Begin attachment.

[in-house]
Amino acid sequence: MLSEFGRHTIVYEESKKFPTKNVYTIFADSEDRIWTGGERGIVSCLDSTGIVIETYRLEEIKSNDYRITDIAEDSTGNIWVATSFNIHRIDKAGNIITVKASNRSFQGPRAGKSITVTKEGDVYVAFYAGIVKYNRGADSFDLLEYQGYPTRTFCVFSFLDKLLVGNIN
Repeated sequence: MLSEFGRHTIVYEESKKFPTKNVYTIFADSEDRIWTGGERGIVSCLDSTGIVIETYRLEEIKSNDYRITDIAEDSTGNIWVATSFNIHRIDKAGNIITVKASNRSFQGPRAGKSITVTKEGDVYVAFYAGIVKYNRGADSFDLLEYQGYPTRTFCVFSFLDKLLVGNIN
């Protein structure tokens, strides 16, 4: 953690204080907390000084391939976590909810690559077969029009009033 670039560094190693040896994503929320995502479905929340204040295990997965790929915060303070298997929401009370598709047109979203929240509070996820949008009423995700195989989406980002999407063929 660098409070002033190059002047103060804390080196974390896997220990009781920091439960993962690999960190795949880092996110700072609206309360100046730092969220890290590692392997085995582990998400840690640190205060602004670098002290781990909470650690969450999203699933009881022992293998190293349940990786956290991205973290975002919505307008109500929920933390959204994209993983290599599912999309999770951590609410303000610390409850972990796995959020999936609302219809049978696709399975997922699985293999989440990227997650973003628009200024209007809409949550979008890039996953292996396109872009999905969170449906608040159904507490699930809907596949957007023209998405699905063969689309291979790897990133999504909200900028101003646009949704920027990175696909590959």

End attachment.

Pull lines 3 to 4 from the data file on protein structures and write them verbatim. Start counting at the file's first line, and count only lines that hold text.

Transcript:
Repeated sequence: MLSEFGRHTIVYEESKKFPTKNVYTIFADSEDRIWTGGERGIVSCLDSTGIVIETYRLEEIKSNDYRITDIAEDSTGNIWVATSFNIHRIDKAGNIITVKASNRSFQGPRAGKSITVTKEGDVYVAFYAGIVKYNRGADSFDLLEYQGYPTRTFCVFSFLDKLLVGNIN
């Protein structure tokens, strides 16, 4: 953690204080907390000084391939976590909810690559077969029009009033 670039560094190693040896994503929320995502479905929340204040295990997965790929915060303070298997929401009370598709047109979203929240509070996820949008009423995700195989989406980002999407063929 660098409070002033190059002047103060804390080196974390896997220990009781920091439960993962690999960190795949880092996110700072609206309360100046730092969220890290590692392997085995582990998400840690640190205060602004670098002290781990909470650690969450999203699933009881022992293998190293349940990786956290991205973290975002919505307008109500929920933390959204994209993983290599599912999309999770951590609410303000610390409850972990796995959020999936609302219809049978696709399975997922699985293999989440990227997650973003628009200024209007809409949550979008890039996953292996396109872009999905969170449906608040159904507490699930809907596949957007023209998405699905063969689309291979790897990133999504909200900028101003646009949704920027990175696909590959």